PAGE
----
Despite Medicare reforms, charitable assistance programs are still needed
Recent Medicare reforms passed as part of the Inflation Reduction Act—including a $2,000 out-of-pocket cap for prescription drugs that will go into effect in 2025—are important steps toward addressing healthcare affordability.
However, while the PAN Foundation celebrates these historic reforms, recent polling and analysis reinforces that even with these reforms, many beneficiaries will still struggle with their out-of-pocket prescription drug costs. This is especially true for beneficiaries who are low-income, belong to a historically marginalized group, or experience a chronic or rare disease.
Charitable assistance from the PAN Foundation will continue to be a lifeline for many with high out-of-pocket medication costs.Kevin L. Hagan, PAN Foundation President and CEO
Many continue to struggle to afford their medications
A national poll, released by PAN, showed that even with a $2,000 annual limit on prescription costs, many adults on Medicare would still struggle to afford their medications. Among all adults polled, about 75 percent said that it would be difficult to afford $2,000 in annual out-of-pocket prescription drugs. Concerns were especially high among Black and Hispanic adults, adults with incomes under $50,000, and adults with chronic or rare diseases.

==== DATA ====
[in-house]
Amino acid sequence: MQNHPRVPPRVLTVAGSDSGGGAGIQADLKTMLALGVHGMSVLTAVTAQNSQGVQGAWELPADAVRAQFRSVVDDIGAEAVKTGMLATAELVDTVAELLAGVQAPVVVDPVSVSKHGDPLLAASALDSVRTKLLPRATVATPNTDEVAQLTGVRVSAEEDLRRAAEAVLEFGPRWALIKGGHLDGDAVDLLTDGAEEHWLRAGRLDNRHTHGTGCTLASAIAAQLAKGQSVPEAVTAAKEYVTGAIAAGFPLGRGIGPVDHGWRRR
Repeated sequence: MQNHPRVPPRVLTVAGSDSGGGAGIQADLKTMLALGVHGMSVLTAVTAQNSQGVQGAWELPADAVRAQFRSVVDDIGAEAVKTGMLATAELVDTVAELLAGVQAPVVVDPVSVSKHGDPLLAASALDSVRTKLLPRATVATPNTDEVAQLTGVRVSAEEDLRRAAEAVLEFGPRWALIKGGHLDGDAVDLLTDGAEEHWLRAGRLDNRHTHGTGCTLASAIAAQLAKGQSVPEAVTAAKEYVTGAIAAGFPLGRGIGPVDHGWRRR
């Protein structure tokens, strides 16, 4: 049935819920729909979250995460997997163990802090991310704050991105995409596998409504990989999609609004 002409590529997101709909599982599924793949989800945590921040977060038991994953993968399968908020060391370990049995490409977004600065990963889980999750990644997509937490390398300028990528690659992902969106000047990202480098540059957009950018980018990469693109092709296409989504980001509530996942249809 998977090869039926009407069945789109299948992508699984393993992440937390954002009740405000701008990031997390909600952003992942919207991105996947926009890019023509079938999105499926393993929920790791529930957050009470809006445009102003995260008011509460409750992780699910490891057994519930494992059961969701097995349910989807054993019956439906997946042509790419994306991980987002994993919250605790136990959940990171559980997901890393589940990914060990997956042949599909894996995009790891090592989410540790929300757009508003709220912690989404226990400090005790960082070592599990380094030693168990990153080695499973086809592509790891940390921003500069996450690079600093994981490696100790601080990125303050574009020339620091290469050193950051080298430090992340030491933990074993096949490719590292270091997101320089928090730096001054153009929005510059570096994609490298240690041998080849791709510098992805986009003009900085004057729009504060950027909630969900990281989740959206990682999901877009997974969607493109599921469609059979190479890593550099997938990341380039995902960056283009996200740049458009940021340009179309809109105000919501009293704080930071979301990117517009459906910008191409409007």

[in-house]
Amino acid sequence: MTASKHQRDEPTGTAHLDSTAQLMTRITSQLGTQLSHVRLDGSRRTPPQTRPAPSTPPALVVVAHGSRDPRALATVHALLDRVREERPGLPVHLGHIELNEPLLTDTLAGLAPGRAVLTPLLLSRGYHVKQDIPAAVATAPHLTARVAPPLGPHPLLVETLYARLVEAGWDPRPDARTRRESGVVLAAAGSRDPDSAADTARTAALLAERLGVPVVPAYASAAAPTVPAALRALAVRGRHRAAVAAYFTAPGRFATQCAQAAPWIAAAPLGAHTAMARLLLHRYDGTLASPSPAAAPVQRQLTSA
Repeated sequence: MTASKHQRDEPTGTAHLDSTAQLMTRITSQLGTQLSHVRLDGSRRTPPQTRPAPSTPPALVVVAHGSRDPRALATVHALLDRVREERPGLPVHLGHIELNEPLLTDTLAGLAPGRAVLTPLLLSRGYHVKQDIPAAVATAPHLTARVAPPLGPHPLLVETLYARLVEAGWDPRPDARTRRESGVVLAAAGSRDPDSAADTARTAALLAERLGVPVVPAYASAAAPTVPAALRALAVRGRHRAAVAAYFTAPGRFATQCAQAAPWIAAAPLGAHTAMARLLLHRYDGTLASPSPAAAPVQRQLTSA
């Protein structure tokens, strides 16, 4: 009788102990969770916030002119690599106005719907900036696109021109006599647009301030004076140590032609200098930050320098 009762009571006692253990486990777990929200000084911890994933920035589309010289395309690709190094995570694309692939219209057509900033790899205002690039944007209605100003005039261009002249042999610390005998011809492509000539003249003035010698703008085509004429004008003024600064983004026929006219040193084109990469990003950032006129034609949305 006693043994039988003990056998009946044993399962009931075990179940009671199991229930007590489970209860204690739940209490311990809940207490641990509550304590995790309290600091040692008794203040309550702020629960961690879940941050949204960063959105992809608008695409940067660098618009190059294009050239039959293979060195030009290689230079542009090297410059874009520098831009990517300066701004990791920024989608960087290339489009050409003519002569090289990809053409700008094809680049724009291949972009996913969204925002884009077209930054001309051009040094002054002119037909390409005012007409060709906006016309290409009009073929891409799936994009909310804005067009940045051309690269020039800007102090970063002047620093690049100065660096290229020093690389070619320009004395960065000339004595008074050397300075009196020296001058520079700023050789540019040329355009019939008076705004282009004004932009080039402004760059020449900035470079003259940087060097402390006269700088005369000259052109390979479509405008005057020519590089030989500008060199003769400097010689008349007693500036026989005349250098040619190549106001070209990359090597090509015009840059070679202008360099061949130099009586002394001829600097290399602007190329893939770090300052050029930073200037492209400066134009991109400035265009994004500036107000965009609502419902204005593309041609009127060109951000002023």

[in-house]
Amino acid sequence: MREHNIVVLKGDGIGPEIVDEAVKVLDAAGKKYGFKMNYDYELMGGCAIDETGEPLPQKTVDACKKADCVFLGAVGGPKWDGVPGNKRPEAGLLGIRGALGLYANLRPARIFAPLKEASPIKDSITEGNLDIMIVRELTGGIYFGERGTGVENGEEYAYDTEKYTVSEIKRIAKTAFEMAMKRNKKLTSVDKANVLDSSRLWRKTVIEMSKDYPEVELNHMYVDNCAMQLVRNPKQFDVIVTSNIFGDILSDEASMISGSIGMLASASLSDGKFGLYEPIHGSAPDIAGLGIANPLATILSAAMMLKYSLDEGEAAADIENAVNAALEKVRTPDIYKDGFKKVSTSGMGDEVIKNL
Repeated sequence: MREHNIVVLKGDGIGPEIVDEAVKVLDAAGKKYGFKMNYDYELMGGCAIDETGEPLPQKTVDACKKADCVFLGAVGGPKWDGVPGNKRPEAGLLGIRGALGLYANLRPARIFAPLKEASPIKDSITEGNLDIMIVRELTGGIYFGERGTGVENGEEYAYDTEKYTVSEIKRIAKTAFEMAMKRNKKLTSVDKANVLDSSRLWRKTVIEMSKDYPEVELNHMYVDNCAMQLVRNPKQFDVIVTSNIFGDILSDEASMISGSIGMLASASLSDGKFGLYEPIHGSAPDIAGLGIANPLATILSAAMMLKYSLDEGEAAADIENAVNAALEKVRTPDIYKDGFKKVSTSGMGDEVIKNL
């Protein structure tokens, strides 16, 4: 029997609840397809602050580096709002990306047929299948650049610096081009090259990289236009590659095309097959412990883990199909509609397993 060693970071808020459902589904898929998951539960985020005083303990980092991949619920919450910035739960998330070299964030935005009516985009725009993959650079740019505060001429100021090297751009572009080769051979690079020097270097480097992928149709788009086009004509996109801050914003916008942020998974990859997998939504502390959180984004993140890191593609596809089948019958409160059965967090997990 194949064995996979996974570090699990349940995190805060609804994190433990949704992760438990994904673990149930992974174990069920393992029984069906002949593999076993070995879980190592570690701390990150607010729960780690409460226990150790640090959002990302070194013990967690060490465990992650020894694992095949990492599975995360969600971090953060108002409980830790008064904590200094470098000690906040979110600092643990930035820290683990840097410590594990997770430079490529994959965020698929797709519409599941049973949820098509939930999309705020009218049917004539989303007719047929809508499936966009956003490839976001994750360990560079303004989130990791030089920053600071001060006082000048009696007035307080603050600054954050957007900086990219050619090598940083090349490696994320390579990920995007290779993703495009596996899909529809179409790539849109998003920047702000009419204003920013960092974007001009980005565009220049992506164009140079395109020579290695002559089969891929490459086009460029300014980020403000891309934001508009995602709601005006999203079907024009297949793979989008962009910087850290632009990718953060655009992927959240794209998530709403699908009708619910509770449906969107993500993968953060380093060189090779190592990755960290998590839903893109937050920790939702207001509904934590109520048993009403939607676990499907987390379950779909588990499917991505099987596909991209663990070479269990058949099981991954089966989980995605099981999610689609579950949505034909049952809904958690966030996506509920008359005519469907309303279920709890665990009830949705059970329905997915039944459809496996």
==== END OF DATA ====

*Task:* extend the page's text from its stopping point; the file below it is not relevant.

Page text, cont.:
75 percent of adults surveyed would find it difficult to afford $2,000 in out-of-pocket prescription costs.
Source: PAN Foundation national poll. October 2022
An analysis conducted by Avalere—sponsored by PAN—projects more than 2.6 million older adults on Medicare will have out-of-pocket spending high enough to reach the new $2,000 annual cap when it goes into effect in 2025. In addition, about 800,000 beneficiaries in 2024 and 200,000 beneficiaries in 2025 will spend more than 10 percent of their income on prescription medications each year.
Role of charitable assistance programs in addressing health equity
The PAN Foundation is working to advance equitable health outcomes by ensuring those most in need—including those who have been historically marginalized—can afford and access the care they need and deserve. We are committed to improving health equity by addressing disparities in healthcare and health outcomes due to long-standing, systemic racism and discrimination. Learn more about PAN’s advocacy efforts and position statements.
I think this [the reforms] is a start but there are a lot of us out there who are on a fixed income and $2,000 is not enough. Without a grant, I would not be able to afford my two expensive drugs in addition to the other medications I take.Janice Turner, PAN grant recipient